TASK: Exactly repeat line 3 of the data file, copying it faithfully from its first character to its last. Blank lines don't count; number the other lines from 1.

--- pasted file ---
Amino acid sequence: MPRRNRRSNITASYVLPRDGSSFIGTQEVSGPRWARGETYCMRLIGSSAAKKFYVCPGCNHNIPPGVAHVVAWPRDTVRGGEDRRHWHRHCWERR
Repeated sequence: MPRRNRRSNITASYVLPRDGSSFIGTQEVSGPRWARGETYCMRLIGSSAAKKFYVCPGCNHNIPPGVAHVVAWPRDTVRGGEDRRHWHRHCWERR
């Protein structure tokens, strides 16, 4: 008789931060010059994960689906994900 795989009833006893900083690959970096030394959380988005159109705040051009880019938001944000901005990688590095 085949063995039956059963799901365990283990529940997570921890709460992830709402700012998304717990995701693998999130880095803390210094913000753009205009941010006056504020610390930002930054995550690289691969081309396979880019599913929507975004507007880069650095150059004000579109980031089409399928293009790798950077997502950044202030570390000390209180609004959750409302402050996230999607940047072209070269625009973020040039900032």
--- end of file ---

């Protein structure tokens, strides 16, 4: 008789931060010059994960689906994900 795989009833006893900083690959970096030394959380988005159109705040051009880019938001944000901005990688590095 085949063995039956059963799901365990283990529940997570921890709460992830709402700012998304717990995701693998999130880095803390210094913000753009205009941010006056504020610390930002930054995550690289691969081309396979880019599913929507975004507007880069650095150059004000579109980031089409399928293009790798950077997502950044202030570390000390209180609004959750409302402050996230999607940047072209070269625009973020040039900032």